NXS #2: Synthetic Selves
How is the self understood in the digital era? This issue investigates whether we have full agency in constructing ourselves and what kind of images of ourselves we are broadcasting. Online environments are playgrounds for identity construction, as well places that allow for becoming “the other.” At face value, online platforms seem to promise us the opportunity to become anyone we want—yet what happens online has consequences in the physical world. And what happens online is supported by the physical systems which undergird present society. Technology not only mediates the narratives of our daily lives, it shapes them.
NXS is a research platform initiated by the Amsterdam based design studio Goys & Birls as well as an experimental printed publication, where each contributor comments and reflects on a previous contribution. Published biannually, NXS experiments with innovative content and brings together different points of view. A diverse selection of upcoming or established theorists and practitioners allows NXS to define an initial position and interlace articles, essays, interviews and artistic works which refer to each other. Aiming to explore the emotional and sensual side of hardware, software and algorithms, that normally have been assessed by their functionality, aesthetics and ethics, NXS invites artists, theorists, poets and off-context cultural participators to capture the current emotional status of networked society and hardware-enhanced relationships.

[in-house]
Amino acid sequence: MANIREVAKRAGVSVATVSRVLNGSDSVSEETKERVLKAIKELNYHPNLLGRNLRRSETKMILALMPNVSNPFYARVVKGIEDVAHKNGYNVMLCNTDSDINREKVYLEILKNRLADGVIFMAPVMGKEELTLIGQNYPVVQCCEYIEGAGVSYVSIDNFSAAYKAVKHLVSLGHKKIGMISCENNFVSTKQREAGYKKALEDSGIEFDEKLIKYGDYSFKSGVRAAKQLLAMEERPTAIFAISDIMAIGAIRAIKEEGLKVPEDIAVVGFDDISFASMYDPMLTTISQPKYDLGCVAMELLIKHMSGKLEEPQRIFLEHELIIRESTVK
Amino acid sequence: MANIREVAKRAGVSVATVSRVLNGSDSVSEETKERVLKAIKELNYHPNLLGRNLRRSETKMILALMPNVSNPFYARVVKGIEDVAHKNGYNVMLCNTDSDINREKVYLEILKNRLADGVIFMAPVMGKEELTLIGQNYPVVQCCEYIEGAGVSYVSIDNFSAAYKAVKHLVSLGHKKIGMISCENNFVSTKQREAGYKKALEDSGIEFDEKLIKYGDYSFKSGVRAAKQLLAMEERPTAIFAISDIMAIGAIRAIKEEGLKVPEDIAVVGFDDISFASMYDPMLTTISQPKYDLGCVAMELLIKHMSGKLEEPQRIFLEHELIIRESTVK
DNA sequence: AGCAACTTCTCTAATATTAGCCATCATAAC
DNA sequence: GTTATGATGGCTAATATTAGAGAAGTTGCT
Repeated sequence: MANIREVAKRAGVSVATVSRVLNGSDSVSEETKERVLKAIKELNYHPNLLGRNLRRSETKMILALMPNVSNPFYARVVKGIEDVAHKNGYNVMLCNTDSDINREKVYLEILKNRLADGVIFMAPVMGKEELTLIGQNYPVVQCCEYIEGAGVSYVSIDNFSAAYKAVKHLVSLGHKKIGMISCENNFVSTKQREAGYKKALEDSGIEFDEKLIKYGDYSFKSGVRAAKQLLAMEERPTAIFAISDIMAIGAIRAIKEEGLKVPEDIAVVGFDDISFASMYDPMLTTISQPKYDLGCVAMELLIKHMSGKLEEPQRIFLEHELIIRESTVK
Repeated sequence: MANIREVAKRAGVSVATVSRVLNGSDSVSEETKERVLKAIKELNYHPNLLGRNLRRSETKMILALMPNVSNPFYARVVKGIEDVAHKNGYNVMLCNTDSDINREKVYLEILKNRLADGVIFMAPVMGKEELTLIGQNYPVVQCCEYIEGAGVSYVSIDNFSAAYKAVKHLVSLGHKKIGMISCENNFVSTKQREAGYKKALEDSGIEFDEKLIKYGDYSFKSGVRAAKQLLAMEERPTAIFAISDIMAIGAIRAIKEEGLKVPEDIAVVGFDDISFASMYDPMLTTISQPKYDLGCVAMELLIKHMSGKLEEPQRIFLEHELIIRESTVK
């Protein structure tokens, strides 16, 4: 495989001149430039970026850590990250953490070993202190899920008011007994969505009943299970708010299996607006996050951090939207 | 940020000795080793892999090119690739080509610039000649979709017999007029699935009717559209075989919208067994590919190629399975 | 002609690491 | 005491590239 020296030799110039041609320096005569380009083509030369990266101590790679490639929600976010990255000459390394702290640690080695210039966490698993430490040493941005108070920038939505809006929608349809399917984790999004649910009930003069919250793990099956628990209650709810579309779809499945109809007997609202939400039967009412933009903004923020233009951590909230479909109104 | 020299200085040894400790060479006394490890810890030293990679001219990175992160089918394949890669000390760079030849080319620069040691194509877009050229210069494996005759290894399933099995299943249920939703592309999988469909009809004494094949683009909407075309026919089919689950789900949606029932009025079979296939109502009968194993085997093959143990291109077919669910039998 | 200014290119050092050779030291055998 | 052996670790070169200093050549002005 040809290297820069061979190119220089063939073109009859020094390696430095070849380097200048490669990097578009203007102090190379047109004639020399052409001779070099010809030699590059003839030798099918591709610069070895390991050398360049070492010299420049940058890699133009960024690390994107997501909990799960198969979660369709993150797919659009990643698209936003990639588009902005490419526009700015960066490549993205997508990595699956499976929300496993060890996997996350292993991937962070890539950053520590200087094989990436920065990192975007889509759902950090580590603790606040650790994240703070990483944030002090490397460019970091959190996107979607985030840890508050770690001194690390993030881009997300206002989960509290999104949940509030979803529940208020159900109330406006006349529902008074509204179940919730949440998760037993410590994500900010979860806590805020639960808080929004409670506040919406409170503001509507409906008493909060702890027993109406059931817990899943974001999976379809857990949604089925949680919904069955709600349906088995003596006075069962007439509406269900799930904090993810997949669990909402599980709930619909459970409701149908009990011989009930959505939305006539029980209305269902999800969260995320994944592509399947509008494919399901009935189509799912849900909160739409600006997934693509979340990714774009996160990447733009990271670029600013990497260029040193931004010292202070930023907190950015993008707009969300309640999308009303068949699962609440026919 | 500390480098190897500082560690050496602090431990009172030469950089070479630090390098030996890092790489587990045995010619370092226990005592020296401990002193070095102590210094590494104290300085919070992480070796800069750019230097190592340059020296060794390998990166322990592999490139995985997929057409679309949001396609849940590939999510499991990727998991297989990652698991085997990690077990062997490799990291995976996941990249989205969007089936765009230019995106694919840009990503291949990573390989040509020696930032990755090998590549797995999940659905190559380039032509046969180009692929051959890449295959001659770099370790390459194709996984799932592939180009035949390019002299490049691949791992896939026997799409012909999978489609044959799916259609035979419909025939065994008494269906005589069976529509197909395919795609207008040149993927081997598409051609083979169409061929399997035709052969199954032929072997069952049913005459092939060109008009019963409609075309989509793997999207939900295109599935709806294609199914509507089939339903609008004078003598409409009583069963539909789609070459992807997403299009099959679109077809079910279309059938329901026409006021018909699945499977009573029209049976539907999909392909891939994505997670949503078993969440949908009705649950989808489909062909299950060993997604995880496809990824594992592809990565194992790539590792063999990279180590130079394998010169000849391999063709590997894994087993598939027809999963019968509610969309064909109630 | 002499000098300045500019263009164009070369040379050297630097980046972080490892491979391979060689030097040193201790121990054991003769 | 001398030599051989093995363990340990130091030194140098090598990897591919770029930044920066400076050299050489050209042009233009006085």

This second issue includes contributions from Armen Avanessian, Hannah Barton, Karolien Buurman, Gilles De Brock, Ivan Cheng, Kim de Groot, Benjamin Grosser, Andrea Karch, Kristýna Kulíková, Geoffrey Lillemon, Geert Lovink, Aaron McLaughlin, Dr. Alberto Micali, Shintaro Miyazaki, Nina Power, Daniel Rourke, Sophia Seawell, Marloes de Valk and Keith J. Varadi.
Curated and designed by Monika Grūzīte, Juliette Lizotte, Florian Mecklenburg (Goys & Birls)
Published by Goys & Birls, 2017
Printed in a limited edition of 300 copies
Softcover with a silkscreened cover, 76 pages, b&w, 6 × 15 inches